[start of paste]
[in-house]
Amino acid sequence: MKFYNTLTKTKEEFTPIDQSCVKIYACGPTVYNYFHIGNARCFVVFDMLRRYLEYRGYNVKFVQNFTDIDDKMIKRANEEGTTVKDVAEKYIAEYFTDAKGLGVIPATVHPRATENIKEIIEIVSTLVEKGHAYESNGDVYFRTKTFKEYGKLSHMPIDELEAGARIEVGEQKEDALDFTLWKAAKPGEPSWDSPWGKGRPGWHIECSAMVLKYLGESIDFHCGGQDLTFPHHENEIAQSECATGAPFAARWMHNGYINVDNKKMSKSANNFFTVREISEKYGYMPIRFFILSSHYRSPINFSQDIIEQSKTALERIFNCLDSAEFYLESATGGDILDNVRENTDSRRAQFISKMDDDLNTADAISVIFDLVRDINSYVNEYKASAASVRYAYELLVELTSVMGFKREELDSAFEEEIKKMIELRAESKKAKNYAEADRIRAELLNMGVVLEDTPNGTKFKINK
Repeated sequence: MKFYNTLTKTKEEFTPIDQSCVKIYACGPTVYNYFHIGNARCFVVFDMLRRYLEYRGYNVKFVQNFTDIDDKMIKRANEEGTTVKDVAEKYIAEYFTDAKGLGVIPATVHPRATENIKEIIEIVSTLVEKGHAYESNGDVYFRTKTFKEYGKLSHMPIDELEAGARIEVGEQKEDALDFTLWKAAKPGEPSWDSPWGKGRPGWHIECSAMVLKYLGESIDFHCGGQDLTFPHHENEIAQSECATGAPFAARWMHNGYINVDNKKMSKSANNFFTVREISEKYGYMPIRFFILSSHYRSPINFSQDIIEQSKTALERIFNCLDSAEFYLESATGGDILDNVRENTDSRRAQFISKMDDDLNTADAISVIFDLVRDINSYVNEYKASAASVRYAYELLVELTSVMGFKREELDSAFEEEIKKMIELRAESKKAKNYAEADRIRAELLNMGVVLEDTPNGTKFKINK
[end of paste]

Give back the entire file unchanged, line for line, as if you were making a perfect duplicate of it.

[in-house]
Amino acid sequence: MKFYNTLTKTKEEFTPIDQSCVKIYACGPTVYNYFHIGNARCFVVFDMLRRYLEYRGYNVKFVQNFTDIDDKMIKRANEEGTTVKDVAEKYIAEYFTDAKGLGVIPATVHPRATENIKEIIEIVSTLVEKGHAYESNGDVYFRTKTFKEYGKLSHMPIDELEAGARIEVGEQKEDALDFTLWKAAKPGEPSWDSPWGKGRPGWHIECSAMVLKYLGESIDFHCGGQDLTFPHHENEIAQSECATGAPFAARWMHNGYINVDNKKMSKSANNFFTVREISEKYGYMPIRFFILSSHYRSPINFSQDIIEQSKTALERIFNCLDSAEFYLESATGGDILDNVRENTDSRRAQFISKMDDDLNTADAISVIFDLVRDINSYVNEYKASAASVRYAYELLVELTSVMGFKREELDSAFEEEIKKMIELRAESKKAKNYAEADRIRAELLNMGVVLEDTPNGTKFKINK
Repeated sequence: MKFYNTLTKTKEEFTPIDQSCVKIYACGPTVYNYFHIGNARCFVVFDMLRRYLEYRGYNVKFVQNFTDIDDKMIKRANEEGTTVKDVAEKYIAEYFTDAKGLGVIPATVHPRATENIKEIIEIVSTLVEKGHAYESNGDVYFRTKTFKEYGKLSHMPIDELEAGARIEVGEQKEDALDFTLWKAAKPGEPSWDSPWGKGRPGWHIECSAMVLKYLGESIDFHCGGQDLTFPHHENEIAQSECATGAPFAARWMHNGYINVDNKKMSKSANNFFTVREISEKYGYMPIRFFILSSHYRSPINFSQDIIEQSKTALERIFNCLDSAEFYLESATGGDILDNVRENTDSRRAQFISKMDDDLNTADAISVIFDLVRDINSYVNEYKASAASVRYAYELLVELTSVMGFKREELDSAFEEEIKKMIELRAESKKAKNYAEADRIRAELLNMGVVLEDTPNGTKFKINK